Carol Dover, president and CEO of the Florida Restaurant & Lodging Association, implored the House to take up a measure (HB 6031) that would reauthorize Visit Florida and allocate $76 million for the agency.

“I strongly urge the House to give this bill and Visit Florida a fair shot by placing the bill on the agenda,” Dover said. “Floridians deserve the opportunity to hear the bill, and their representatives should have the chance to officially weigh in on this issue.”

A Senate version of the bill (SB 178) is ready to go to the full Senate. However, House leaders have remained coy about Visit Florida, offering $19 million to cover the agency’s operations through Oct. 1, when it is scheduled to “sunset” — government-speak for being eliminated, unless it is reauthorized.

Two years ago, the House sought to halt funding for the agency while highlighting contracts that drew widespread attention. Those contracts included $11.6 million to sponsor a cooking show hosted by celebrity chef Emeril Lagasse; $2.875 million for Visit Florida Racing; and a $1 million deal for Miami rapper Pitbull to be an ambassador for the state.

In the end, lawmakers altered the structure and contract-reporting requirements of Visit Florida, including establishing new rules about partnerships with local tourism organizations.  

GILLUM’S MILLION MARBLES

Democrat Andrew Gillum, who narrowly lost a bid for governor last year, teased until the final moments his Wednesday announcement that he intends to register 1 million new voters in Florida before the 2020 election.

But live shots from his Miami-Dade County event didn’t materialize for people trying to watch online.

“Hey y’all, @CATECOMM livestream of @AndrewGillum event got overloaded and we blew it. Sorry. Full video will be posted soon,” Tallahassee public-relations guru Kevin Cate, founder of CateComm, tweeted late Wednesday. “You should blame me, but also @kevinsidonohoe because we are best friends who make jokes that come back to haunt us.”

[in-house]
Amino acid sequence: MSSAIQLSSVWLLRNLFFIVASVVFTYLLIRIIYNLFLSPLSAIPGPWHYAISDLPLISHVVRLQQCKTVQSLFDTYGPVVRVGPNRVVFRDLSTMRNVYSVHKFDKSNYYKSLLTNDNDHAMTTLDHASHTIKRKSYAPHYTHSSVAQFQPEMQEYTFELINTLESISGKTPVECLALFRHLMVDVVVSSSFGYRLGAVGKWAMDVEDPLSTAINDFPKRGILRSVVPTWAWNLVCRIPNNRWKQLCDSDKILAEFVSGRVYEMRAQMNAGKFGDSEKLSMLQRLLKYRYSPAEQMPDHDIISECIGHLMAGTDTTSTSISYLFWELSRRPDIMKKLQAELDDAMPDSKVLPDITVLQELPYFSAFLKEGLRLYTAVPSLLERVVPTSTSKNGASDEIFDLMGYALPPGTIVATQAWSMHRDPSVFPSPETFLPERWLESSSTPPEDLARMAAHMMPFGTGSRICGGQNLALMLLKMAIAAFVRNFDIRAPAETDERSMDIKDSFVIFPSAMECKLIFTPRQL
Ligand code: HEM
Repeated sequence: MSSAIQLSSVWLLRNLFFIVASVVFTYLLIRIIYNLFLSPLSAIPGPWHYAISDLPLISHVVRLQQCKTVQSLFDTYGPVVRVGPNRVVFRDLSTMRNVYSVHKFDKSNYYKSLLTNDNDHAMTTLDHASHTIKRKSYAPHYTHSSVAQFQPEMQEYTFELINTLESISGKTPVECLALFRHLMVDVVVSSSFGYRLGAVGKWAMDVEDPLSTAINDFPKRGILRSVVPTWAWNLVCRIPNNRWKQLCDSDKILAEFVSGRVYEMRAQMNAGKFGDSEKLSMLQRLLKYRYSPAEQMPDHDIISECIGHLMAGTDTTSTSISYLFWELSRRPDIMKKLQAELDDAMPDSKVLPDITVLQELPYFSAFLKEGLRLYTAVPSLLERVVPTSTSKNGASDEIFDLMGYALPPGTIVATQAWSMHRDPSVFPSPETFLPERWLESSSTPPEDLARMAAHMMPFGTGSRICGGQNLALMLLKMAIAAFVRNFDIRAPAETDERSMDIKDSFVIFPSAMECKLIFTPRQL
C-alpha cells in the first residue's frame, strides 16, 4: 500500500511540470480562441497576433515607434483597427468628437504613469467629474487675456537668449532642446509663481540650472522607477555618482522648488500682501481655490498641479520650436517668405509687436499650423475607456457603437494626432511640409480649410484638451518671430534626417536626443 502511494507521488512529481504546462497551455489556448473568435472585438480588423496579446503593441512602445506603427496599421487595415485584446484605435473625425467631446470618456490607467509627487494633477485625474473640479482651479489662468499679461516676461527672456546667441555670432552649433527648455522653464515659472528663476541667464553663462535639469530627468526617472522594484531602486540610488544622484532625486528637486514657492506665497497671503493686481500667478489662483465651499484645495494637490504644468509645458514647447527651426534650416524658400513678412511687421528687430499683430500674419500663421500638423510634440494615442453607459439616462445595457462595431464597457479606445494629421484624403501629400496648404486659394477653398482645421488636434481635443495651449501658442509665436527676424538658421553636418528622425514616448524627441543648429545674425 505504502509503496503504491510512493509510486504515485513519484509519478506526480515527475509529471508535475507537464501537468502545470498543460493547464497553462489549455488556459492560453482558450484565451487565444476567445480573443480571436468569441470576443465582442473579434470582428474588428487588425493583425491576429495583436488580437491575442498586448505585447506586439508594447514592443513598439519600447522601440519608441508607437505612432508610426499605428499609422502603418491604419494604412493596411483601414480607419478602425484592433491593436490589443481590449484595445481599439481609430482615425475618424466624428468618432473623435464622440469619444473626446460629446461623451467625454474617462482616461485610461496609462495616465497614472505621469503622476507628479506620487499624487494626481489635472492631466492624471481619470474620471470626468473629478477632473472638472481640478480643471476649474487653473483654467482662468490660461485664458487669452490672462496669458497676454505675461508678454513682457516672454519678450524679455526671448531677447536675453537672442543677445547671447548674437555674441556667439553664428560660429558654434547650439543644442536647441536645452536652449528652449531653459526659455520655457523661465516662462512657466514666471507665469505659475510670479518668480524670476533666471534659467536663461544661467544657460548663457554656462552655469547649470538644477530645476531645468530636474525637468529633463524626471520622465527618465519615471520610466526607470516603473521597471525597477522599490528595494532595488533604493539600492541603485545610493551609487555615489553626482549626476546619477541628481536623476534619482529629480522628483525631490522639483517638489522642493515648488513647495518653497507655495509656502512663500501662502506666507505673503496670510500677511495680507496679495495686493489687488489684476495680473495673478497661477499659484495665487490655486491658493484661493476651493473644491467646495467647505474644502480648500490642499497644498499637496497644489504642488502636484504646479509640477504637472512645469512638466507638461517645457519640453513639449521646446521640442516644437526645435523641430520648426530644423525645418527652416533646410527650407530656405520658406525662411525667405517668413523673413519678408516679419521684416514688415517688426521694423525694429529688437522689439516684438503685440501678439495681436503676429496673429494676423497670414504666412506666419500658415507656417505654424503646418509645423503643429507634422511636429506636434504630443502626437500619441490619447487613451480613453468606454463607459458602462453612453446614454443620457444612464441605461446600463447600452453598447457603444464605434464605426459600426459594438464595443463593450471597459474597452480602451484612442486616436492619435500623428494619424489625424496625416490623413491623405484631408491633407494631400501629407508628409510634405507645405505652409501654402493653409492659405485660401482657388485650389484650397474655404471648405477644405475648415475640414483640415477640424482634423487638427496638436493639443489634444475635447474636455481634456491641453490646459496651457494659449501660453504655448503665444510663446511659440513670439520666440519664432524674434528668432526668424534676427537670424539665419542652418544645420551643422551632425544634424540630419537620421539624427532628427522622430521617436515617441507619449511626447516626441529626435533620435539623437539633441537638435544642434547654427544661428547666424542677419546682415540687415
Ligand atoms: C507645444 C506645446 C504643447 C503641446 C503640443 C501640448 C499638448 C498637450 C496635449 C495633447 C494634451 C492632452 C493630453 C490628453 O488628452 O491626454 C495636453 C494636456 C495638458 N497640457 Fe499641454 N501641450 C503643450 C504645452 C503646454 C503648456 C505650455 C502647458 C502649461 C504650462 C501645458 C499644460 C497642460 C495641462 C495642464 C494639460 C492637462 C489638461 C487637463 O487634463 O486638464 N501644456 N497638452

Cate, who was referring to Florida Democratic Party spokesman Kevin Donohoe, later noted the two had bantered prior to the event about live-streaming.

The 1 million voter goal by Gillum was announced hours after the state Democratic Party announced it will spend $2 million to get 200,000 new voters registered in the next year.

Florida Democratic Party Chairwoman Terrie Rizzo said in a statement that the party “has not dedicated enough resources to voter registration in recent years.”

In Florida, Democrat hold an edge in registered voters — 4.96 million to 4.7 million Republicans, an advantage that has shrunk from about a 700,000-voter margin in 2008. There are also about 3.6 million voters without party affiliations.

“Now, I’m smart enough to know that everybody that is registered doesn’t necessarily vote,” Gillum said during his announcement. “But I’m smart enough also to know that you want as many marbles on the table, so if a few of them fall off it doesn’t cost you the election.”

TWEET OF THE WEEK:

“My job is done. The will of the people has been heard! Really sick and injured people now have a path to safe wellness. Now on to slay other dragons!” — Orlando attorney John Morgan (@JohnMorganESQ), after lawmakers eliminated a ban on smoking medical marijuana. Morgan has led efforts to expand medical marijuana in the state.

Source: Jim Turner, News Service of Florida